commercial real estate, General Business, Lease Negotiations, Lease Renewal, Tenant Rep broker, Uncategorized

Aftermath of a Building Sale

Sold signHave you ever been a tenant in an office building that was sold? The aftermath of the sale is a tenuous time. Oftentimes a new property management and leasing team are brought on board, so there is a ramp up time as they get a handle on the building, the accounting and the tenants. This new team has made commitments to the new owner to increase the value of the property by perhaps lowering expenses and raising rents. The landlord typically makes improvements to the common areas of the building and the infrastructure (i.e. elevators, air-conditioning, etc.). Why should you care?

The most important reason is the chance that your rent could increase in the next year. There are two possibilities for this increase: 1) the real estate taxes could increase due to the increase of the assessed value of the property and 2) operating expenses could potentially increase due to changes made by the new ownership and property management. I must add the caveat that operating expenses don’t always increase. I recently came across a property that significantly decreased costs because the new ownership had determined ways to lower expenses without cutting services. They were the exception to the norm.

If your lease is up for renewal in the first 12-18 months of a new owner, you could get the brunt of the new leasing guidelines. New leasing guidelines = increased rent usually. The new owner bought your office building on the assumption that they could increase rents and they know that usually over 75% of office tenants renew their leases. If your lease is large enough, your transaction might need lender approval which adds another approval layer and takes up more valuable transaction time.

Navigating a lease renewal in the aftermath of a building sale is a tricky process. You need the expertise of a seasoned tenant rep broker to guide you through these turbulent waters. If your building is for sale or has just sold, give us a call or shoot us an email so we can discuss your unique situation. We can create a strategic process for your office lease renewal.

commercial real estate, General Business, Tenant Rep broker, Uncategorized

Sizing Up a Tenant Rep Broker

red check boxMost people don’t realize that a commercial broker specializing in office leasing is a highly specialized expert in a unique niche of commercial real estate. Residential realtors and even many commercial brokers rarely have any expertise in commercial leases. While I would not recommend using me to buy a house, I can tell you that utilizing my expertise for your office renewal or relocation will inevitably save you time and money.

Finding the right office space is only about 20% of the process. To begin the process, a tenant rep broker must understand the market; know where deals are being signed; what concessions are available plus leverage relationships with the small niche of office leasing brokers in order to find off-market deals and to gather all that market information. The real work a competent tenant rep broker provides includes negotiating the business terms, financial analysis, overseeing the design of the space, construction pricing and lease review.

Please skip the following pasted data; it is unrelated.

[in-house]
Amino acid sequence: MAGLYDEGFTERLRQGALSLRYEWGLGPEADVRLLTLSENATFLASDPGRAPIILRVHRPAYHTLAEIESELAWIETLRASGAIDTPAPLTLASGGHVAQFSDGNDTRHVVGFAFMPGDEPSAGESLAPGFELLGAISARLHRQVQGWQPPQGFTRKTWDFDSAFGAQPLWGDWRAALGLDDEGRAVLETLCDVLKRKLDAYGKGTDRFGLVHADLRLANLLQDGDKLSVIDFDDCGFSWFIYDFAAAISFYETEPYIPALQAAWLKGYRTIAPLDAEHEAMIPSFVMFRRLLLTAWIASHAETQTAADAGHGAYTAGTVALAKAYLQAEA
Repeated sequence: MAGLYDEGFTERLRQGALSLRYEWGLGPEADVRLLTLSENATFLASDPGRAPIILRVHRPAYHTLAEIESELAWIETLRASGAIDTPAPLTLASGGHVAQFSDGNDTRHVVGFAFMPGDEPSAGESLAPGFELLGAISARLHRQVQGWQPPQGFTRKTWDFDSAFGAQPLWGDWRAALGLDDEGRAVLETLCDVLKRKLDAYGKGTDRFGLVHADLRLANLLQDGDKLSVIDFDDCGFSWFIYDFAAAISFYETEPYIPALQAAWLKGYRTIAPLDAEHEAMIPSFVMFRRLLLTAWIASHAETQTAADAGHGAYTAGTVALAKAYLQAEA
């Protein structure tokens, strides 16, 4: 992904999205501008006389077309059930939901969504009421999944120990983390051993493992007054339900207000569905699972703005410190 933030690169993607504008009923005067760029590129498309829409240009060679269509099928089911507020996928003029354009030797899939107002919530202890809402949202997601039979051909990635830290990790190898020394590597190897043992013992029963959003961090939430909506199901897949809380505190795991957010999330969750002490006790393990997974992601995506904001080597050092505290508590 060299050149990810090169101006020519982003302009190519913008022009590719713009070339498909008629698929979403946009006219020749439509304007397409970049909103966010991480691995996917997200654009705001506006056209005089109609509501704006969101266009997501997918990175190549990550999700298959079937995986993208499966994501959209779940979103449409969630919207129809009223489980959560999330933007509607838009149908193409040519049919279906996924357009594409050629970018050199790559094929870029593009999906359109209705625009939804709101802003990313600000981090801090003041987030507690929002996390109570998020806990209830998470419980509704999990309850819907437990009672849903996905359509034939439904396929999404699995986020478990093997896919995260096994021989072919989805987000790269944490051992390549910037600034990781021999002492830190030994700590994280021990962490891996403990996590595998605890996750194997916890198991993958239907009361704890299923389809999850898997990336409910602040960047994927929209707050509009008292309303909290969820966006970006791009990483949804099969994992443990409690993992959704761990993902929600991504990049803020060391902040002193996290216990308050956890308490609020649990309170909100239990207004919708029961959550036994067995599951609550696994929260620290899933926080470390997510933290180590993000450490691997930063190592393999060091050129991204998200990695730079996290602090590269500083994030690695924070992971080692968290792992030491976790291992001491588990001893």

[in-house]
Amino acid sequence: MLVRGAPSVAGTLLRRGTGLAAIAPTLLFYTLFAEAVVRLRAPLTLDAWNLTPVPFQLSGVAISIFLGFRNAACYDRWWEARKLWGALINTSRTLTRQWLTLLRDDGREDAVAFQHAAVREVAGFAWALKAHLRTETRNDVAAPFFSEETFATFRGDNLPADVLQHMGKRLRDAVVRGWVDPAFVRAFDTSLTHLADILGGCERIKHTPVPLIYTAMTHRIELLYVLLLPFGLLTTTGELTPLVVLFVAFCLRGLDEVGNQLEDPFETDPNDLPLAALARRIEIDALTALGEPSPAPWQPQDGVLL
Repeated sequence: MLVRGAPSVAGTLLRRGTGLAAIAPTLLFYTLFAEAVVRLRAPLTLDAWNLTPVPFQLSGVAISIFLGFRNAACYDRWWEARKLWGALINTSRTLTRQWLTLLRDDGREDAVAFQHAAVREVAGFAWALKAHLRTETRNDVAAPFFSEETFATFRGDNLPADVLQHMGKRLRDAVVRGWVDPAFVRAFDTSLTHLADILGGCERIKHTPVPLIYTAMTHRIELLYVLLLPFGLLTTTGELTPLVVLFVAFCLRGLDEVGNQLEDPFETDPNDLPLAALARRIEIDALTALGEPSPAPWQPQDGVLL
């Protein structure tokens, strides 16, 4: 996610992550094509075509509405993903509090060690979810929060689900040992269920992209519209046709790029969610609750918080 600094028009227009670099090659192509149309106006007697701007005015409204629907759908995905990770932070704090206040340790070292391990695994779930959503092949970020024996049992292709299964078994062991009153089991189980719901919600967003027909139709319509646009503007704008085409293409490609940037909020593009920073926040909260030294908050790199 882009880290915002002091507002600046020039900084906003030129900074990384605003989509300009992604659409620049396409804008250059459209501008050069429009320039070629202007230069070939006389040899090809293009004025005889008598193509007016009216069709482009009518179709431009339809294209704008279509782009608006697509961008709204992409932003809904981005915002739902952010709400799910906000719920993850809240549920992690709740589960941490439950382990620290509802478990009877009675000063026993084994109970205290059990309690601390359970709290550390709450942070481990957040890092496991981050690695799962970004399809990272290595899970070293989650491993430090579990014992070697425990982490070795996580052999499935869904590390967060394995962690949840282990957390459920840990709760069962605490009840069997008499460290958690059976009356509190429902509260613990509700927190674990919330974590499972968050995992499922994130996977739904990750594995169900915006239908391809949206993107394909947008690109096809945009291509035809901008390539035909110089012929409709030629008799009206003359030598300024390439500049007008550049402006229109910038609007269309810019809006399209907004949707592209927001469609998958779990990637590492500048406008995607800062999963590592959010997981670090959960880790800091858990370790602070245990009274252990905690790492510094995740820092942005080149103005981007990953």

The next time you are meeting a real estate professional who wants to represent you on your office lease negotiation, ask a couple of questions:

  • How many commercial leases have you handled in the past year?
  • When would they recommend that you start on your renewal?
  • Can you provide case studies and/or references for some recent lease transactions?

The first question just lets you know if this person has any expertise in commercial leasing. The second question is a trick question. If the answer is to start your renewal process about 90 days (or less) from your lease expiration, run away rapidly. They have already surrendered your best leverage – time. The third question just keeps the tenant rep broker on their toes and allows you to gauge their follow up.

When you work with me, I provide a wealth of knowledge from my years of working in this unique niche of commercial real estate. The bonus to you, the business owner, is that the landlord pays my commission as a concession to the deal, so there is no cost to you. Why not leverage my expertise to level the playing field with your landlord and save yourself time and money at the same time? Call me today for your free lease analysis.

Commercial Interior Design, commercial real estate, General Business, Miami Office Space, Sustainable design, Tenant Rep broker, Uncategorized

50 Shades of Gray

open laptop and a personal organizer on an office tableThe headline caught your eye didn’t it? Actually I’m not talking about the book (or movie) but today’s current design trends – gray, white and lots of it. South Florida Business Journal has a slideshow of the 2016 Coolest Offices in South Florida. As I scrolled through some of it, I saw a montage of current design trends which include:

  • Gray with pops of color, but gray, lots of gray
  • Areas of collaboration or gathering such as kitchens with bar seating, living room type areas for informal meetings, small meeting areas in open work space. These are wonderful new additions to today’s office design.
  • Contemporary modern design for both office layout and furniture – -even the huge law firms of Akerman and Greenberg Traurig have traded their shelves of law books, tons of file cabinets and heavy furniture for light, airy, modern design and furniture.
  • Exposed ceilings and/or ceilings that aren’t your typical standard dropped ceiling with ceiling tiles. Sometimes these upgraded ceilings are only in a portion of the space, but they make a difference.